Data and model comparison of EASM precipitation during the mid-Piacenzian Warm Period (MPWP), showing modelled preindustrial (PI) precipitation (P), evaporation (E), and net-precipitation (P-E) and the difference in the MPWP (Sun et al., 2024).
Caption

Figure 1: Data and model comparison of EASM precipitation during the mid-Piacenzian Warm Period (MPWP). Modelled preindustrial (PI) precipitation (P), evaporation (E), and net-precipitation (P-E), and differences MPWP wrt. PI (Sun et al., 2024). 

We find that the multi-model mean suggests an overall wetter East Asia in the MPWP due to increased net-precipitation, which is consistent with earlier qualitative records. Individual model simulations, on the other hand, show diverging precipitation response, and the agreement with pollen-based precipitation reconstructions is imperfect as the latter provide a more diverse picture of precipitation changes than the more uniform precipitation increase inferred from the model ensemble. Therefore, an important question arises: how can models and proxies be reconciled? 

We find that across the model ensemble enhanced EASM precipitation is predominantly controlled by thermodynamics, this means enhanced vertical water vapor transport in a warmer climate. On the other hand, tropical and subtropical MPWP EASM precipitation are controlled by different processes and moisture sources. Subtropical EASM is more related to horizontal moisture transport sourced from the western Pacific subtropical high while tropical EASM is fed from the Bay of Bengal. Based on forcing separation we infer that monsoon precipitation in equilibrium with elevated carbon dioxide is mostly due to increase in vertical and horizontal moisture transport, while transient carbon dioxide forcing enhances vertical moisture transport. Dynamic processes tend to reduce precipitation in transient climate and increase it in equilibrium climate, the difference owing to the lack of an increase in horizontal moisture transport in a transient state.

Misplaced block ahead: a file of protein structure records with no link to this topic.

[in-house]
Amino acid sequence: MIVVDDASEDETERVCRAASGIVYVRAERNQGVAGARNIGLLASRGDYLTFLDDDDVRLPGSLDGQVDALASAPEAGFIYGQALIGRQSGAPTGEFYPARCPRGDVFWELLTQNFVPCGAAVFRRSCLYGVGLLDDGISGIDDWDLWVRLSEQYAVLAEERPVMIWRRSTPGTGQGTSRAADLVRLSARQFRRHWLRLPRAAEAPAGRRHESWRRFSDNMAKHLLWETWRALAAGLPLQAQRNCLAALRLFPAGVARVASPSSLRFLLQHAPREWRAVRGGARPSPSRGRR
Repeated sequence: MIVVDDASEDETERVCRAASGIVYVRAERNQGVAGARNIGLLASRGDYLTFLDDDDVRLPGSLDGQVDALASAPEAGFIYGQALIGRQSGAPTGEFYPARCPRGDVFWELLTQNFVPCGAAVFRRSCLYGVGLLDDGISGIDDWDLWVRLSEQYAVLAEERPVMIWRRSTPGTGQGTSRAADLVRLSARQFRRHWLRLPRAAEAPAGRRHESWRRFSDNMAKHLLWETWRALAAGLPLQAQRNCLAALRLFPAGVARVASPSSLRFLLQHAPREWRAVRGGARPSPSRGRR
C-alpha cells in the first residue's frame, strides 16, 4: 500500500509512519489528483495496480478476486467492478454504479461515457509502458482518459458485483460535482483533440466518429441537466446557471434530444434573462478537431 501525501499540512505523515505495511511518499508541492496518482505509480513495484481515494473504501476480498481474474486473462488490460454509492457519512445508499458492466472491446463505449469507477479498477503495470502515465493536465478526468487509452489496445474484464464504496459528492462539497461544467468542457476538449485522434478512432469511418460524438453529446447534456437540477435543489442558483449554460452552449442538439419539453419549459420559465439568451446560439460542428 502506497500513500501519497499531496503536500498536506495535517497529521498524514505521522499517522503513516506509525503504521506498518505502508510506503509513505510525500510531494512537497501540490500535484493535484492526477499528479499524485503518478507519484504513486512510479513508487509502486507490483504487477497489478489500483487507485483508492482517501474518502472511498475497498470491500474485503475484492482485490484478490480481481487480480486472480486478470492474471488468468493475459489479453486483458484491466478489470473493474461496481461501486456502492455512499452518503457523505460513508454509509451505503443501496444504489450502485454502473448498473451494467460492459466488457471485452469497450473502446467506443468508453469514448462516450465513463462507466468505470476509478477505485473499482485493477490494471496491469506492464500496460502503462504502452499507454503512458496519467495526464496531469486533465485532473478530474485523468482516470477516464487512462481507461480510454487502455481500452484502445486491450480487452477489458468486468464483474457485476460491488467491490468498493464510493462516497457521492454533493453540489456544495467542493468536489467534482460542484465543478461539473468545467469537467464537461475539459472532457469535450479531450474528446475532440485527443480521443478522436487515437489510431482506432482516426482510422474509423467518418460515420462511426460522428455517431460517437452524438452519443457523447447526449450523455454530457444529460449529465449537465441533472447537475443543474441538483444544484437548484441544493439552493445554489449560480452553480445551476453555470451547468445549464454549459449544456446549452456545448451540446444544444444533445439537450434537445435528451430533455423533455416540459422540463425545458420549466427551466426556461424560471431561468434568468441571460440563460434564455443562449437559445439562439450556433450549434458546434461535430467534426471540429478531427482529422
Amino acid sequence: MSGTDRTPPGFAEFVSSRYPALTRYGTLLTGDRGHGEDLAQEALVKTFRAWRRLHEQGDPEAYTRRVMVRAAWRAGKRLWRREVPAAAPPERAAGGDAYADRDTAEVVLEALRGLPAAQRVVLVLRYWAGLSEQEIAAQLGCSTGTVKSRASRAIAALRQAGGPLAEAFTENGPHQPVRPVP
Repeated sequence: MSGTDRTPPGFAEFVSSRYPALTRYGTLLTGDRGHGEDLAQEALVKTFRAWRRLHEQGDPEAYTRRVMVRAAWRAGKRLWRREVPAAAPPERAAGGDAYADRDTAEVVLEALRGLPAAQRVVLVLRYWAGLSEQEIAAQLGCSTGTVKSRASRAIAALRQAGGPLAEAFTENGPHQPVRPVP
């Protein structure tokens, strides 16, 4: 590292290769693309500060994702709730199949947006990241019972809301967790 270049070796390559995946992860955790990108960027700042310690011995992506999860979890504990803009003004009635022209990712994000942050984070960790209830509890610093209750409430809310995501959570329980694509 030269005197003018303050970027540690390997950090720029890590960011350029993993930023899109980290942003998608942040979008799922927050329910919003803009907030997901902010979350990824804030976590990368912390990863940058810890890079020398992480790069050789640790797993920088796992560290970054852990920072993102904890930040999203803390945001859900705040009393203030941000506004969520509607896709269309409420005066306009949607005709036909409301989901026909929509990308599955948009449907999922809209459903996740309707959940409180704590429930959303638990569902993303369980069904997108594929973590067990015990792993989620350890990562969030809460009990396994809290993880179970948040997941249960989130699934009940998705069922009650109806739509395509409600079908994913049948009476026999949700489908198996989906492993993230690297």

What do we learn from these results about the agreement between models and reconstructions and about future monsoon characteristics? We can reconcile model-data discord by showing that certain physical processes do align with the changes in recorded precipitation. Nevertheless, remaining model-data disagreements, and appreciable uncertainty in details of simulated spatial monsoon patterns that exist for both MPWP and transient future climate, highlight that model structural and parameter-related uncertainties in the simulation of monsoon circulation should be further examined. In other words, while an ensemble of models reproduces various aspects of reconstructed precipitation, individual models have potential for improvement. On the other hand, EASM in a past warm climate, that was predominantly driven by increased carbon dioxide, shows similarities to EASM in future projections, where heat is based on increased carbon dioxide of anthropogenic origin. These inferences inform us on future evolution of EASM while outlining regionality of physical processes that drive precipitation in a warmer world. 

 

Reference 
Sun, Y., Wu, H., Ding, L. et al. Decomposition of physical processes controlling EASM precipitation changes during the mid-Piacenzian: new insights into data–model integration. npj Clim Atmos Sci 7, 120 (2024). https://doi.org/10.1038/s41612-024-00668-4